But the symptoms vary day to day, so each morning she does a “systems check,” to figure out how much she’ll be able to do that day.

“It’s been part of my identity for 20 years, and it’s easier for me to think of it as a part-time job,” she said.

“I live with it, I manage it and I continue with my life.”

The Epstein-Barr virus, which infects most people at some point in their life, as seen through an electron microscope. Researchers have linked the virus to the later development of multiple sclerosis. (Linda Bartlett/National Cancer Institute)

That involves “figuring out what helps me, what makes me feel better, what may trigger inflammation,” she said. She also consults with her health-care team about what treatments are available “to manage my symptoms better than the day before.”

Oh said the Harvard study’s findings probably won’t have an immediate impact on existing treatments for MS, but she doesn’t want people to think the research won’t contribute in the long run. 

It may be used to help draw support for additional studies, she said, as well as “fuel, number one, the development of an EBV vaccine.”

Some research to develop Epstein-Barr vaccines is already underway, including a small study just started by Moderna.

Oh thinks the research will speed up the vaccine development time frame, but warned that “good science and good therapeutics take time” — possibly “many, many years.”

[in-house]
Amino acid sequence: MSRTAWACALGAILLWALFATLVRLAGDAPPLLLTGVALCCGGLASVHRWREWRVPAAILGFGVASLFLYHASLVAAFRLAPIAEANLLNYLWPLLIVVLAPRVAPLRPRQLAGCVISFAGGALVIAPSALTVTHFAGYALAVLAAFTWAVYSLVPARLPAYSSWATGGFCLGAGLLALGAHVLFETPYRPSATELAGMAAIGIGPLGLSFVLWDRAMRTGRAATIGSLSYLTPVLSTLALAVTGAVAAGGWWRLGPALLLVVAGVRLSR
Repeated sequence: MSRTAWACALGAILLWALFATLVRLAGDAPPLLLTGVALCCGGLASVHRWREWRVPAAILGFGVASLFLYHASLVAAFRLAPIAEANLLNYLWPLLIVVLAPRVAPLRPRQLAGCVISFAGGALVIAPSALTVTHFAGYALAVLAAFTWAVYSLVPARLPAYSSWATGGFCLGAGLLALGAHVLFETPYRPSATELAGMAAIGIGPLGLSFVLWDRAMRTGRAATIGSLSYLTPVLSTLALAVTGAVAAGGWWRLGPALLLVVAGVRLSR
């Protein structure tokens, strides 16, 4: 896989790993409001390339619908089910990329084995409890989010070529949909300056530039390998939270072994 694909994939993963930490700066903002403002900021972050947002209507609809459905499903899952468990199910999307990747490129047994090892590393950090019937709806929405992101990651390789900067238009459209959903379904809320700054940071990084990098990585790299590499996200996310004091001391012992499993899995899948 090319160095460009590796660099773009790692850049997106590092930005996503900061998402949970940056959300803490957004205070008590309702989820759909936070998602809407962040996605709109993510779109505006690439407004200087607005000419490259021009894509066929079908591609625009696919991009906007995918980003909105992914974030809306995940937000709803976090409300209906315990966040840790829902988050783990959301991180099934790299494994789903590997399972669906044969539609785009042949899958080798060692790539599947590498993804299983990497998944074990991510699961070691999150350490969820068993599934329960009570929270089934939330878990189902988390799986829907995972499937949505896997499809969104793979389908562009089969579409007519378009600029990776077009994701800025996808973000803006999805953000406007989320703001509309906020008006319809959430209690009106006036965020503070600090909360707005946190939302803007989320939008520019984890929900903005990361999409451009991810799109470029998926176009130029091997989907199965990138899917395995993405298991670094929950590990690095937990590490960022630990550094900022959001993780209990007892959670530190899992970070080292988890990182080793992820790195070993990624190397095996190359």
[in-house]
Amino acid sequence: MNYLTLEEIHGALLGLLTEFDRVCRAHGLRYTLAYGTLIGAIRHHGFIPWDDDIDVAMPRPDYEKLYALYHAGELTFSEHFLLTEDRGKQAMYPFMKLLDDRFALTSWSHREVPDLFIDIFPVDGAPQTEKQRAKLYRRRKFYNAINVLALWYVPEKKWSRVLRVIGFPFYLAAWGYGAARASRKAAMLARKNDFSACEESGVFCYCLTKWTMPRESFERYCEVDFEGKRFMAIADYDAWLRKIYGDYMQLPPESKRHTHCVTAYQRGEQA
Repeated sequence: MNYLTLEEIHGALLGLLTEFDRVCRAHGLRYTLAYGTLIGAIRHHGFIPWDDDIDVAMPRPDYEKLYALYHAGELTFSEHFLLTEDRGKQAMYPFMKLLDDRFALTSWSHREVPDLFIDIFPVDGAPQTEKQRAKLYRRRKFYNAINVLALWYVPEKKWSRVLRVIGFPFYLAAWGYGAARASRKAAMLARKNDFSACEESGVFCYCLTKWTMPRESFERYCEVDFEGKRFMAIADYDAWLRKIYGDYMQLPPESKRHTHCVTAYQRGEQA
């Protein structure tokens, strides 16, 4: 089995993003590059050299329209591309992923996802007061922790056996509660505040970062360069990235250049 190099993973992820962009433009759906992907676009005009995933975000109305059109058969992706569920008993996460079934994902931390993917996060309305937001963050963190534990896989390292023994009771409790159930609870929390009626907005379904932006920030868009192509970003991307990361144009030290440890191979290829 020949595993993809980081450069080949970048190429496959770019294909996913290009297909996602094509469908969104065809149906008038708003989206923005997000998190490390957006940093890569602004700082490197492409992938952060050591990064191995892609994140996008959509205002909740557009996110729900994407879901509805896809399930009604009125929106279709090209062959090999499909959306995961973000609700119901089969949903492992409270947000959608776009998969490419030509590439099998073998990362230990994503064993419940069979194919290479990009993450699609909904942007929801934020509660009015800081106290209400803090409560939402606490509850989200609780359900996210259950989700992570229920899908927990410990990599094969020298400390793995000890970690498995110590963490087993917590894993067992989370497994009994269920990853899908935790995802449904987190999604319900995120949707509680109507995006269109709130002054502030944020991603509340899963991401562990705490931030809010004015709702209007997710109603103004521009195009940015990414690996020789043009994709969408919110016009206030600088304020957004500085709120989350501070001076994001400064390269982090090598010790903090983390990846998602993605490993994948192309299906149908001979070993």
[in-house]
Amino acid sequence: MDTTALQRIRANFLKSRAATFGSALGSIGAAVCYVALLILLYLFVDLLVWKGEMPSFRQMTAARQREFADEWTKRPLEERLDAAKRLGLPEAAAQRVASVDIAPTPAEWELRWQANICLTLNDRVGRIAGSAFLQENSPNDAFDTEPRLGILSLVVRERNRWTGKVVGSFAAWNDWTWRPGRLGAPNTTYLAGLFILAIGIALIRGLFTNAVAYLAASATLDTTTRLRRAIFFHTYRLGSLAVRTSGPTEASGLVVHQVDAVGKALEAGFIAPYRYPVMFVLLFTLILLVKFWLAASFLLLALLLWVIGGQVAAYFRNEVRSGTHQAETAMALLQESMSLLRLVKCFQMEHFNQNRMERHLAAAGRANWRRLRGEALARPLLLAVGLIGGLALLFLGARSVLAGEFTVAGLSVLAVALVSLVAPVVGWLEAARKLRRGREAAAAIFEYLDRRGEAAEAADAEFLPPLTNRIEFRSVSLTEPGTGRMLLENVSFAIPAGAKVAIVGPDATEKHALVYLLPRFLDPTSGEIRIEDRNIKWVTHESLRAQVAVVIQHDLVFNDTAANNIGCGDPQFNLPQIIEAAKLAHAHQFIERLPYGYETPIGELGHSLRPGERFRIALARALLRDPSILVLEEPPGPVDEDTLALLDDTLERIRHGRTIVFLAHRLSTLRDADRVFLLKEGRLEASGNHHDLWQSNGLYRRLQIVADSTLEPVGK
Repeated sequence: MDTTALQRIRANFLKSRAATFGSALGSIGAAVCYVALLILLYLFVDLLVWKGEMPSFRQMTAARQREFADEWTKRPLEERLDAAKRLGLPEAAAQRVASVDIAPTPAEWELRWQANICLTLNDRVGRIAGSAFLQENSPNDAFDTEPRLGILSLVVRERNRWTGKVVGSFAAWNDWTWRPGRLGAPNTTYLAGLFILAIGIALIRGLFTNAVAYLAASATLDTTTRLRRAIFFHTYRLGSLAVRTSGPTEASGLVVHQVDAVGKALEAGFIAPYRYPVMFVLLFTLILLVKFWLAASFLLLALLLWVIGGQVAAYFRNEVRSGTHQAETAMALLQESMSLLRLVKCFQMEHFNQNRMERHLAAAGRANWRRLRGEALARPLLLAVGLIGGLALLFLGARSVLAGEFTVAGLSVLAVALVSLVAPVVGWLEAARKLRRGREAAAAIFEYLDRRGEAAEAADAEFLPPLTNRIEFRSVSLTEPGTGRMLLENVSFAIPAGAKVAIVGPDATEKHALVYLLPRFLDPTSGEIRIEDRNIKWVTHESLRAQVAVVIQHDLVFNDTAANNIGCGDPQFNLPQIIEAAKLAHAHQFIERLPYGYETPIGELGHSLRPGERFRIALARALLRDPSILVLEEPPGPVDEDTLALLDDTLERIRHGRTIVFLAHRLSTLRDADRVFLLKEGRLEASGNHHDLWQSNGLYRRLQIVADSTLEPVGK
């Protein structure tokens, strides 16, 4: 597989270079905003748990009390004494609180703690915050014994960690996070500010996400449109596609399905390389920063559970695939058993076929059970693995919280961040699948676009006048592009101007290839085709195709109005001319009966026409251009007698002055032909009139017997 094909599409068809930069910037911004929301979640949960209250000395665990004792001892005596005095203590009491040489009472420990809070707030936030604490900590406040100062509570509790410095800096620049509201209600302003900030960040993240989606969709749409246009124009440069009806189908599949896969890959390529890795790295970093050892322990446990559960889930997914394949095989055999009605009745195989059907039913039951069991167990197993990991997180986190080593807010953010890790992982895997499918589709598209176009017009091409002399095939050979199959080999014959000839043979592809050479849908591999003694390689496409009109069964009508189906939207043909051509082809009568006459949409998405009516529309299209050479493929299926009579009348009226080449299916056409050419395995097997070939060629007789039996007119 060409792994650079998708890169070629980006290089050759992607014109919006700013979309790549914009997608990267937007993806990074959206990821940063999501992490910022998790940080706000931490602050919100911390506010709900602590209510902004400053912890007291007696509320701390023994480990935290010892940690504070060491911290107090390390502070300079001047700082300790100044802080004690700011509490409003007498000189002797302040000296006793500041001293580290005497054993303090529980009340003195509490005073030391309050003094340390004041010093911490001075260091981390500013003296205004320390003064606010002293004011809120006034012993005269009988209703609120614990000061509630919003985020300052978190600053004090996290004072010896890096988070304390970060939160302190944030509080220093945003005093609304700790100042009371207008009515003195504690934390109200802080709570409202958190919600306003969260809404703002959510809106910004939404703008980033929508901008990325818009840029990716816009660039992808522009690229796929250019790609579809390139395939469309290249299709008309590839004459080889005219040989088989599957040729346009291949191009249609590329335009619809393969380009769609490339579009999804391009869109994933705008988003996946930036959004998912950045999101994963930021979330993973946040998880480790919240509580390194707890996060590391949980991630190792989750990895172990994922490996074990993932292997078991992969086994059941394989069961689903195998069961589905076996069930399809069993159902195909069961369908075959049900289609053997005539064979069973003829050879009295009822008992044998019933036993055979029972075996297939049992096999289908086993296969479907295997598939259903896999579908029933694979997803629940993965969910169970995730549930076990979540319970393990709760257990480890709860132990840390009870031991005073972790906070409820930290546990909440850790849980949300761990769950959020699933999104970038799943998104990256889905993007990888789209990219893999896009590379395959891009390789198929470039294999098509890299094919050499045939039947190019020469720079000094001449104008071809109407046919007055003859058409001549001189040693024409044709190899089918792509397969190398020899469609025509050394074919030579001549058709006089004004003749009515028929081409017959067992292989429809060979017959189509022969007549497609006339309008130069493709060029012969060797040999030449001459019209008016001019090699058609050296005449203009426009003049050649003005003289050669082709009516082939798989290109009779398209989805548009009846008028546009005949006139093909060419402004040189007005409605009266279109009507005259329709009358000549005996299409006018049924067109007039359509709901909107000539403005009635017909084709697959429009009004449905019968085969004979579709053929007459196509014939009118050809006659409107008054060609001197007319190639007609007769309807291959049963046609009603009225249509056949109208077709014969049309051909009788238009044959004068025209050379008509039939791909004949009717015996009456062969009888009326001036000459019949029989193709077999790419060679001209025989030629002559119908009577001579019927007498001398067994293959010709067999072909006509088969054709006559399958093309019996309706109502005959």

Markin said the idea that we will one day be able to stop people from developing MS is “very exciting.”

“But the hope for me is that someone who might be going through symptoms — today, tomorrow, next year — will get better answers than I did when I was first diagnosed,” she said.


Written by Padraig Moran, with files from the Associated Press. Produced by Julie Crysler, Matt Meuse and Ryan Chatterjee. 

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U.S. CDC publishes guidelines on monkeypox vaccine – Financial Post

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The U.S. Centers for Disease Control and Prevention (CDC) on Friday published recommendations by its group of independent experts on a smallpox vaccine that limit its use to only people who work closely with viruses such as monkeypox.

The Jynneos vaccine, made by Bavarian Nordic, will be available for certain healthcare workers and laboratory personnel at a time when monkeypox infections has spread in Europe, United States and beyond.

The vaccine was approved in the United States in 2019 to prevent smallpox and monkeypox in high risk adults aged 18 and older.

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CDC officials earlier this week said they were in the process of releasing some doses of the Jynneos vaccine for people in contact with known monkeypox patients.

Officials said there were over 100 million doses of an older smallpox vaccine called ACAM2000, made by Emergent BioSolutions , which has significant side effects.

Monkeypox is a mild viral infection that is endemic in certain parts of Africa, but the recent outbreak in countries where the virus doesn’t usually spread has raised concerns.

So far, there are about 300 confirmed or suspected cases in around 20 countries where the virus was not previously circulating. The World Health Organization has called for quick action from countries to contain the Monkeypox spread.